Working with the Night Watchers
A while ago a job ad searching for Service Desk Agents to Tallinn caught my eye. I thought it sounded cool and without any hesitations I decided to apply for the job. Soon after sending out my application I was invited into a job interview. And that was the first moment I stopped to think about it – is this what I really want for myself? Am I ready to take this step?
And that was the first time I stopped to really think about what it would mean to apply for this position. After thinking about it, I came to a conclusion that the ferries go both ways. I can always come back if it doesn’t work out for me.
The recruitment process ended in a positive way – I got the job, and I was supposed to start in the beginning of August. I had to find an apartment and get the paperwork done in one month. Luckily I received a lot of help because I couldn’t have managed to do this by myself. Thanks to Tieto’s HR agent for helping me with the apartment and answering my endless list of questions. And to my friend Joona, who helped me move in and to many others who supported me in this process.
I was chosen to work with the 24/7 support service. As an exception to other teams, our team interacts with multiple customers and our service language is also English. We have named our team playfully the “Night’s Watch” inspired by TV series with the same name. As our “colleagues” in this TV-show, we watch the wall incessantly night and day without ever feeling tired.
Compared to Finnish team’s working hours we work 12 hour shifts. We start at 7 am in the morning when the night shift leaves home. Normally we work 3-4 days in a row and have spare time of 3-5 days after that. I find this very convenient. Our team of six people has grown to have strong spirit and feeling of togetherness during the past months We are flexible and switch shifts with each other whenever someone has the need to change schedules. Small, tight and flexible would be the three words I would use to describe this team. Everyone’s wish and voice are heard.
My typical day in a day shift can be really busy. I wake up before 6 am, pack my lunch bag and head off to the office. I live a few kilometers away from the office so I try to walk there as often as I can. But sometimes I rely on the bus that go very often even on Sundays. At the office I say hi to the Night Watchers and have a cup of coffee. The phone can start ringing right away, or a bit later depending on the day. The weekends start usually at 9 am.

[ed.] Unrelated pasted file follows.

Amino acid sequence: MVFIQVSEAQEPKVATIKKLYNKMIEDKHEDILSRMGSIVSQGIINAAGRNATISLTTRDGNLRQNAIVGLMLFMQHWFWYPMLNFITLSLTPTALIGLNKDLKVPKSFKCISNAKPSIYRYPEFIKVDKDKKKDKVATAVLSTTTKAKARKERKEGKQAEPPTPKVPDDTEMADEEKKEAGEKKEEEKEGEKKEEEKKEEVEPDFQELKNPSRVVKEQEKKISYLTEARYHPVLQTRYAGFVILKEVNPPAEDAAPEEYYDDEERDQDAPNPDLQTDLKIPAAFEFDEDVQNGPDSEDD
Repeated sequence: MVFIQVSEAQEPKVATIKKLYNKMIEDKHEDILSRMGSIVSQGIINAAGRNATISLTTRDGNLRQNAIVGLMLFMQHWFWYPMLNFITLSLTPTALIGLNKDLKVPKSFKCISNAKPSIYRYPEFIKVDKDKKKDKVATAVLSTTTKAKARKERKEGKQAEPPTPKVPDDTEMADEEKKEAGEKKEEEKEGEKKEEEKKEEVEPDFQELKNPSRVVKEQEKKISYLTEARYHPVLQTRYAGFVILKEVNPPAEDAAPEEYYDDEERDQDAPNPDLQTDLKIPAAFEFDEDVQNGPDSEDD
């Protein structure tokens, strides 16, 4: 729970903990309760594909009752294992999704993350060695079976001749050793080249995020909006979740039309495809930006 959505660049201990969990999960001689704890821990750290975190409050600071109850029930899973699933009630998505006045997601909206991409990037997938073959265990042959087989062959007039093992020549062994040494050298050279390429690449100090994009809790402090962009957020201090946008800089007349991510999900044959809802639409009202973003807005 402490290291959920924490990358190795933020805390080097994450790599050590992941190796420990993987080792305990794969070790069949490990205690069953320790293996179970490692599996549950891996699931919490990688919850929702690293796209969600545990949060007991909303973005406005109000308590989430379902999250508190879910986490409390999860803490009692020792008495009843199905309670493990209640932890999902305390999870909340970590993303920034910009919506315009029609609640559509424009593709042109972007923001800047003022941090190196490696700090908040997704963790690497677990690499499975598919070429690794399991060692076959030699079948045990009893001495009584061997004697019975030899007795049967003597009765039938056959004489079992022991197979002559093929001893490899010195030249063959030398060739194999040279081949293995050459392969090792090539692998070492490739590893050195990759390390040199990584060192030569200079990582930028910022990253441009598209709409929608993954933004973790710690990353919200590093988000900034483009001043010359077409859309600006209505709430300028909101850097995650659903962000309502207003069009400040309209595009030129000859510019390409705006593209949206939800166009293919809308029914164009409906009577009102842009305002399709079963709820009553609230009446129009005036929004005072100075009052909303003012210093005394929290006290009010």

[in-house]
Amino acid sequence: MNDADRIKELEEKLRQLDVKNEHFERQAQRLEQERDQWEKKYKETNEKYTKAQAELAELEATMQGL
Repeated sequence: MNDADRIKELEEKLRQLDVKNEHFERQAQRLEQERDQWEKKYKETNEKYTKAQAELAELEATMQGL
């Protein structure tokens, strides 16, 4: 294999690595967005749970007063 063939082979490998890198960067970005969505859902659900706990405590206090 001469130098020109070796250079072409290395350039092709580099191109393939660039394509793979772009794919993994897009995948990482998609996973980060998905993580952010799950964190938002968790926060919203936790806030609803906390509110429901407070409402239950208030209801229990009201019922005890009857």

The customer’s problems vary a lot, but I’ve noticed that I haven’t spoken to the same customer twice. And still, after working for many months I come across problems that are new and unfamiliar with me. Sometimes the days go by quickly and sometimes you have time to do something else like study during the day. The most important thing is that you’re ready to face the upcoming challenges.
The day ends when the night shift comes in and I go back to my home. I might stop by at the grocery store but most of the days I try to make food for many days and eat at the office during working days. Sleeping is my first priority these days. But then again, I have 14-15 days off in a month – who can say they have so much spare time? Well, I can.
You could easily imagine that the night shifts are quiet and boring but this isn’t the case. Our customers are big, global companies and even the smallest problem in a critical service may cost big losses. In this case we are responsible for transferring the information. Of course all nights aren’t filled with action, but some are and when the catastrophe hits, we are ready to take care of it. But it isn’t all just the big problems, we also handle the basic requests at the same time. And again, sometimes I just admire the nightly Tallinn from the window of the office or watch a movie.
I haven’t regretted leaving to so called South Helsinki. This move has given me a lot and I believe that it will give me even more. My hope for the future is that our team will grow as promised. It is rather challenging to have the 24-hour rotation with only 6 people in the team.
To fit in our team, you need to be punctual, independence, have strong stress tolerance, humor, patience and the ability to cooperate. In our tight group, we solve problems together, however during the night, you need to handle them on your own. Leaving to work in Tallinn requires courage, but you are definitely not going to be alone. We are here, waiting for you.